From Nassim Taleb and Mark Spitznagel at Incerto:
Bailing out individuals based on their needs is not the same as bailing out corporations based on our need for them. Saving an airline, therefore, should not equate to subsidizing their shareholders and highly compensated managers and promote additional moral hazard in society. For the very fact that we are saving airlines indicates their role as utility. And if as such they are necessary for society, then why do their managers have optionality? Are civil servants on a bonus scheme?
These corporations are lobbying for bailouts; which they will eventually get thanks to the pressure they can exert on the government. But how about the small corner restaurant? The personal trainer? The barber?
Companies need buffers to face uncertainty – not debt (an inverse buffer), but buffers. Mother nature gave us two kidneys when we only need a portion of a single one. Why? Because of contingency. We do not need to predict specific adverse events to know that a buffer is a must. Which brings us to the buyback problem. Why should we spend taxpayer money to bailout companies who spent their cash (and often even borrowed to generate that cash) to buy their own stock (so the CEO gets optionality), instead of building a rainy day buffer? Such bailouts punish those who acted conservatively and harms them in the long run, favouring the fool and the rent-seeker.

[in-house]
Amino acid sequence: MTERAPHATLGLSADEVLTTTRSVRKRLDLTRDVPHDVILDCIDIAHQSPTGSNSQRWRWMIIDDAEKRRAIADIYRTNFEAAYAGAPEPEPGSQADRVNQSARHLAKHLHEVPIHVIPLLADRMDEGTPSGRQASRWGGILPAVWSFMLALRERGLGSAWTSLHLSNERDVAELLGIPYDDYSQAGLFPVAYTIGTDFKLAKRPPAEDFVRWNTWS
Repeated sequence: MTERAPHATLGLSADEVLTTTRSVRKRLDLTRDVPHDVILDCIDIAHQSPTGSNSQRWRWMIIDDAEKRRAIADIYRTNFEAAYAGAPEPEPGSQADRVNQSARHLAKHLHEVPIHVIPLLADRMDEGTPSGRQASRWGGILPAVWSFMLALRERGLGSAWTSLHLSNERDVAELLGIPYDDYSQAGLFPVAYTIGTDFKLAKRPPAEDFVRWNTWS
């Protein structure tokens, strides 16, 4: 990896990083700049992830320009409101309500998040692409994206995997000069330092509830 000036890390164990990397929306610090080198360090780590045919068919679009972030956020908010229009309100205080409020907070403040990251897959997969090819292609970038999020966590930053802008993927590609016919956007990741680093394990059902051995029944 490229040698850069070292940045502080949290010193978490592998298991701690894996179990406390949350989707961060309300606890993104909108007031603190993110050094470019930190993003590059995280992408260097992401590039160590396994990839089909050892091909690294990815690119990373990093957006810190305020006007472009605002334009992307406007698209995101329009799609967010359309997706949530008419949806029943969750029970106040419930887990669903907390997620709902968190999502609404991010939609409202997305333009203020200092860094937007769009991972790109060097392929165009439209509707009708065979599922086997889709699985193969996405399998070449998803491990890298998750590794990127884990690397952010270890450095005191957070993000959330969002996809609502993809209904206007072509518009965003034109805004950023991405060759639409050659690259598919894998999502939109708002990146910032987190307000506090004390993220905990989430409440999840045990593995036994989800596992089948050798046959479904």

Some people claim that the pandemic is a "Black Swan", hence something unexpected so not planning for it is excusable. The book they commonly cite is The Black Swan. Had they read that book, they would have known that such a global pandemic is explicitly presented there as a white swan: something that would eventually take place with great certainty.
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